Lucile Fleeman, Arianna's grandmother, is thankful for Crosby's help in the case.
"He was vital in helping us understand that there was nothing that Arianna's mother could have done," she said. "Once the dog latched on, that was it. She never had a chance."

The pit bull debate
"Breed-specific legislation doesn't work," said Crosby. "It's legislating things. Legislating things doesn't work, you have to change human behavior."
Crosby's staunch opposition to singling out pit bulls has ticked off those on the other side. When he commented on the Web site www.dogsbite.org to explain a pit bull's actions during a fatal attack in Deltona, the site owner, Colleen Lynn, responded by posting his picture under the headline "Professional Whitewasher."
"When they start to attack they don't stop, there's no cutoff point for them ... due to their heritage of dog fighting and selective breeding," said Lynn, 39, a Seattle Web designer who suffered a broken right forearm when a pit bull attacked her in June 2007.
"You can not take a dog with selective breeding and pretend it doesn't matter," said Lynn in a phone interview. "It totally matters. The damage they inflict is so catastrophic."
Crosby maintains that the reason why pit bulls often are the attackers is because they are so popular with people who want aggressive dogs.
"It's not the breed of the dog, it's the human behind the dog. A pit bull, a Rottweiler, a golden retriever are all about the same size, and all can inflict the same damage if provoked," he said.
He points to owners not socializing their dogs, not teaching them how to behave around strangers, and not setting limits as major reasons for attacks. Supervision of children around dogs is a must, Crosby adds.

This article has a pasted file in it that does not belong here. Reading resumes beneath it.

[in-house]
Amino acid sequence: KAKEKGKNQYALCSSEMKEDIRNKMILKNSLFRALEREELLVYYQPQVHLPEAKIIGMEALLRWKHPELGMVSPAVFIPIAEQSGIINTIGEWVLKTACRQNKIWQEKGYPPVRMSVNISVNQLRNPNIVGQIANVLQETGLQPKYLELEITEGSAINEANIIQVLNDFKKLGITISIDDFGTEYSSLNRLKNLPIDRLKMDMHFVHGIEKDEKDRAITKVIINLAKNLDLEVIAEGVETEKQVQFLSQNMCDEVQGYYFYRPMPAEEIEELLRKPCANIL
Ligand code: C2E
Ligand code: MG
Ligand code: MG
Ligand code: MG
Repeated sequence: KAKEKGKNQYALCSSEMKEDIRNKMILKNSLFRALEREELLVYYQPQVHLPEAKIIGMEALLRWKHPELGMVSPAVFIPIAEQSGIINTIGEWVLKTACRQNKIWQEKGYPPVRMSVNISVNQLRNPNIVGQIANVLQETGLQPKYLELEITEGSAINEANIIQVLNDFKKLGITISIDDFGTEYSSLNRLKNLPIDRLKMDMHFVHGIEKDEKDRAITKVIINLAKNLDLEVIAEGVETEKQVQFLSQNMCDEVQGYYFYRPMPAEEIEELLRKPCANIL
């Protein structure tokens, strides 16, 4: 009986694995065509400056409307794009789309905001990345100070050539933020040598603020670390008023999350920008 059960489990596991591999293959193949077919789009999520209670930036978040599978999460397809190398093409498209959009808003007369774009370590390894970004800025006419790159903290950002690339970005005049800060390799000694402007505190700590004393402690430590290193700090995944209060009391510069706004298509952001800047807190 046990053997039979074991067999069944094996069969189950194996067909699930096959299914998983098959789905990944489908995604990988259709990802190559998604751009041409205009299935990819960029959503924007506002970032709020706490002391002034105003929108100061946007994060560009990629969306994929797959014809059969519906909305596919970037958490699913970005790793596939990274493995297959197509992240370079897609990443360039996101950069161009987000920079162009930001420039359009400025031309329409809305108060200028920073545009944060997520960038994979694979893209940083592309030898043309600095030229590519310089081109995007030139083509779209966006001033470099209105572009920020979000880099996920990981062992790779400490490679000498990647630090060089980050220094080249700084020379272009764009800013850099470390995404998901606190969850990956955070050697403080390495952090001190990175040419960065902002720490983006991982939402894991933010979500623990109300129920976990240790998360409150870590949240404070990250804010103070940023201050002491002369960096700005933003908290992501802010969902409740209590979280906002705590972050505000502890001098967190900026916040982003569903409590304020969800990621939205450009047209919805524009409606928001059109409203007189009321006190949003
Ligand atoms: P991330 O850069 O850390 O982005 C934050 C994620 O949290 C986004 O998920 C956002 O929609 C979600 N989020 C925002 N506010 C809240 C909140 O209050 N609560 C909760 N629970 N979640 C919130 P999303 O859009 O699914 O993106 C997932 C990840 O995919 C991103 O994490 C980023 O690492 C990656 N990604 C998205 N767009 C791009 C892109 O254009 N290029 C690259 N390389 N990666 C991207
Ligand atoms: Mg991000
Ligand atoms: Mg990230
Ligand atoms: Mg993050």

"Better than three-quarters of fatal attacks are kids under 12, and most of those are kids under 6," he said. "If parents realize that it doesn't matter how sweet the dogs are, that accidents happen, and supervised their interactions, we could eliminate a lot of these."

Looking ahead
Though he moonlights as a fatal dog attack investigator, Crosby affects Bay County daily through his work at BCAC.
The agency euthanized 78 percent of the animals it took in during 2007. As of Dec. 13, Crosby had cut that total to 56 percent.
He helped draft changes to loose and dangerous dog laws, approved by the county in November. Chief among them is a four-strike rule (in a six-month period), which gives BCAC the power to confiscate dogs from owners who repeatedly let their animals run loose.
Crosby also wants to secure funding for a program at the University of Florida to study the genetics of dogs that attack, and try to determine why certain dogs don't let up.
"They're interesting," he said of fatal dog attacks. "We've worked and lived with dogs for so many years. For a fatal attack to happen, something has to have gone horribly wrong."
He hopes that his continued work in the field will cut down on the number of attacks.
"If we can prevent these attacks from happening by educating people about what leads up to them, maybe we can make that number (of attacks) smaller," he said. "Then we can save a whole bunch of people from getting hurt."